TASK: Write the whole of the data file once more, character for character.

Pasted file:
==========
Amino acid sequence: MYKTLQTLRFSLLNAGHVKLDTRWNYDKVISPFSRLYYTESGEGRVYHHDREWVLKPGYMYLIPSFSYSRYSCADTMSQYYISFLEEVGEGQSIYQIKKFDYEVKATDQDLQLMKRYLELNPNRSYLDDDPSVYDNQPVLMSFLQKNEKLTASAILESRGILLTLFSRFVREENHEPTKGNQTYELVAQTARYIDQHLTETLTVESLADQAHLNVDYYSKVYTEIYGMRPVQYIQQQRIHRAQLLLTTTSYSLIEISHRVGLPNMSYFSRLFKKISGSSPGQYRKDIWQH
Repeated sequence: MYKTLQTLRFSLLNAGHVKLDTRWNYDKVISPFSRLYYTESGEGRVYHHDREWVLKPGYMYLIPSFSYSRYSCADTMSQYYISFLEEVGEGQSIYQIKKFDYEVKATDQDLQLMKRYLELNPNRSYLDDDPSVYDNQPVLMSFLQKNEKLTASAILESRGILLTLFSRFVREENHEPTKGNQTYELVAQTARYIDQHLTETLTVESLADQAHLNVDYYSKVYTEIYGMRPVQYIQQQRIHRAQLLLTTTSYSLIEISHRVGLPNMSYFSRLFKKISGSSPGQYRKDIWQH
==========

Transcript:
Amino acid sequence: MYKTLQTLRFSLLNAGHVKLDTRWNYDKVISPFSRLYYTESGEGRVYHHDREWVLKPGYMYLIPSFSYSRYSCADTMSQYYISFLEEVGEGQSIYQIKKFDYEVKATDQDLQLMKRYLELNPNRSYLDDDPSVYDNQPVLMSFLQKNEKLTASAILESRGILLTLFSRFVREENHEPTKGNQTYELVAQTARYIDQHLTETLTVESLADQAHLNVDYYSKVYTEIYGMRPVQYIQQQRIHRAQLLLTTTSYSLIEISHRVGLPNMSYFSRLFKKISGSSPGQYRKDIWQH
Repeated sequence: MYKTLQTLRFSLLNAGHVKLDTRWNYDKVISPFSRLYYTESGEGRVYHHDREWVLKPGYMYLIPSFSYSRYSCADTMSQYYISFLEEVGEGQSIYQIKKFDYEVKATDQDLQLMKRYLELNPNRSYLDDDPSVYDNQPVLMSFLQKNEKLTASAILESRGILLTLFSRFVREENHEPTKGNQTYELVAQTARYIDQHLTETLTVESLADQAHLNVDYYSKVYTEIYGMRPVQYIQQQRIHRAQLLLTTTSYSLIEISHRVGLPNMSYFSRLFKKISGSSPGQYRKDIWQH